The incidence of esophageal adenocarcinoma has increased more than five-fold over the past four decades in the U.S. While the rate of rise in incidence of esophageal cancer has slowed somewhat in recent years, this malignancy is still associated with a dismal prognosis. Barrett’s esophagus, the precursor lesion to esophageal cancer, is easily identifiable on routine upper endoscopy and can be monitored for the development of precancerous changes. We generally ...

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Test your medicine knowledge with the MKSAP challenge, in partnership with the American College of Physicians. A 51-year-old woman is evaluated for a 6-month history of diarrhea and bloating. She reports four to six loose stools per day, with occasional nocturnal stools. She has had a few episodes of incontinence secondary to urgency. She has not had melena or hematochezia but notes an occasional oily appearance to the ...

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In pediatrics, almost all of our patients are healthy. We’ve got some doozies of special-needs kids, but by-and-large your ordinary pediatric patient is doing well, and does not need extensive testing or elaborate procedures to ensure good health. Still, we do run across some occasional problems. Some children have poor vision, or hearing problems, or kidney disease, or hypothyroidism. Or autism, or Tay-Sachs Disease, or a penny up their nose. A ...

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It’s a leading cause of death and disability in the U.S., leading to hundreds of thousands of preventable heart attacks, strokes and failed kidneys each year. About one-third of all American adults have it, according to the Centers for Disease Control, and it costs the nation about $50 billion annually to treat it and its complications. “It” is high blood pressure, also known as hypertension. It is a symptomless, silent killer. There are ...

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The Food and Drug Administration (FDA) recently released a statement about power morcellation during hysterectomy and myomectomy (surgery to remove uterine fibroids), raising concerns about these devices spreading unanticipated cancers. There have been several reports in the literature and the press alike of this happening and when it does it significantly worsens the prognosis.  The American Congress of Obstetrician and Gynecologists (ACOG) is now re-exploring this issue. Pending a full review ...

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In the contest to get a creative name, few pathogens have done worse than hepatitis C. In the 1970s there were two known viruses that caused hepatitis: liver inflammation. You might have already guessed that these two viruses were called hepatitis A and hepatitis B. It was known at that time that people sometimes developed hepatitis after blood transfusions and that the majority of those patients tested negative for hepatitis ...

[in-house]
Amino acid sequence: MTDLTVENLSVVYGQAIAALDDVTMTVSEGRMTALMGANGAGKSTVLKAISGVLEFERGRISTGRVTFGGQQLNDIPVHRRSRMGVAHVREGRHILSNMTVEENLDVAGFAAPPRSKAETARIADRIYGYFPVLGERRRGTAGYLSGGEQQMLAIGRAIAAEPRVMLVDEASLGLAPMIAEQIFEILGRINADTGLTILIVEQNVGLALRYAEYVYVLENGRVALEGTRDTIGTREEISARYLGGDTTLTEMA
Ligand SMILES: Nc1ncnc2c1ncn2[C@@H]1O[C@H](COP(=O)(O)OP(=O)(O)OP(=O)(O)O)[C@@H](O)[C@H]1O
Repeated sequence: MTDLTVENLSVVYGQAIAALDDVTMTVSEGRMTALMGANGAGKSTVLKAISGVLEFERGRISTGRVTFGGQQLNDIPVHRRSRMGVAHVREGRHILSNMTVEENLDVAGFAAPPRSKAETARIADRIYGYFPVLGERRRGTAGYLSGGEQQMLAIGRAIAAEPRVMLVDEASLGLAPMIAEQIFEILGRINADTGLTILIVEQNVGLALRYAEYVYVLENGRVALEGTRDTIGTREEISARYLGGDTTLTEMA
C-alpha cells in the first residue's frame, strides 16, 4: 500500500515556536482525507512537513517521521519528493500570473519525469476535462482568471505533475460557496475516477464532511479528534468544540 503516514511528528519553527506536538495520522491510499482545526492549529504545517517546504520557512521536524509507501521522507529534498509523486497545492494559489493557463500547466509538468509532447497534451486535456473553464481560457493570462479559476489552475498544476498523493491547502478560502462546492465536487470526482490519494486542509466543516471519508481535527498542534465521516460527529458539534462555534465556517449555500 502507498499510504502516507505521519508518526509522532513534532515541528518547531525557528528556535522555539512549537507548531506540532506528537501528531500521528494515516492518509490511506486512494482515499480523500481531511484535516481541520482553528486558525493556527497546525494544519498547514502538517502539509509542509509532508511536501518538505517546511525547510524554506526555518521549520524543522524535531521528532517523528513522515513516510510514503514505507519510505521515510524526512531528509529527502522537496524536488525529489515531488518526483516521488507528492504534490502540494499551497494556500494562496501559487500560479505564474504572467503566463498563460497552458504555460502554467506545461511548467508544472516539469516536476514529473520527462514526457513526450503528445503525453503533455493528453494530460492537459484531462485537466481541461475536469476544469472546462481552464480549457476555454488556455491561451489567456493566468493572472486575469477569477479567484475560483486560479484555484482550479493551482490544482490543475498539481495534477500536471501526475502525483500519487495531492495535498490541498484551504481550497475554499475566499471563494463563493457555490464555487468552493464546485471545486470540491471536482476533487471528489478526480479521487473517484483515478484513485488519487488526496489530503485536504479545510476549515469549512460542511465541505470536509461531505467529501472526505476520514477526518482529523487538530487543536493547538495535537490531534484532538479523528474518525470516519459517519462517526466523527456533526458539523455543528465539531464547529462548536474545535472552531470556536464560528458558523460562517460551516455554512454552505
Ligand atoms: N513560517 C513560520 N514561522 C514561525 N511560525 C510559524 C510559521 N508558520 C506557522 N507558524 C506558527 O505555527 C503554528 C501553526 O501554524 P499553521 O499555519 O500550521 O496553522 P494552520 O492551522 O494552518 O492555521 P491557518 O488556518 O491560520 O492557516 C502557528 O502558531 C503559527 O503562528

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May marks Celiac Disease Awareness Month, with the goals of raising awareness of the disease and its potential health complications, and also to help elucidate which patients warrant diagnostic testing for the disease. A few days ago on Twitter, I noticed that #glutenfree was trending (again). It is fascinating to observe how gluten-free businesses are beyond booming as diseases and conditions such as celiac disease, wheat allergy, and non-celiac gluten intolerance ...

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I received a panic call from Jim, who had been a patient for over ten years.  His 5-year-old daughter had passed out.  Amanda was rushed to the ICU for new onset diabetes.  After stabilization, she was transferred by helicopter to a university hospital for an insulin pump insertion.  He knew that her life, his life, would never be the same. Two weeks later, I received another call from Jim.  This time, ...

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Test your medicine knowledge with the MKSAP challenge, in partnership with the American College of Physicians. A 32-year-old woman is evaluated for increased hair growth on the face and chest and a 3-month history of irregular menses. She has a 5-year history of hypothyroidism. Her only medication is levothyroxine. On physical examination, temperature is 37.0 °C (98.6 °F), blood pressure is 110/72 mm Hg, and pulse rate is 80/min; ...

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DNA Day came and went this past April. On this date in 1953, the work of James Watson and Francis Crick (and, though she doesn’t appear as an author, Rosalind Franklin) describing the structure of DNA was published. The paper, published in Nature, connected a string of dots that stretched back a century, to Gregor Mendel’s work describing the heredity of peas. That string of dots (or peas, as the case may ...

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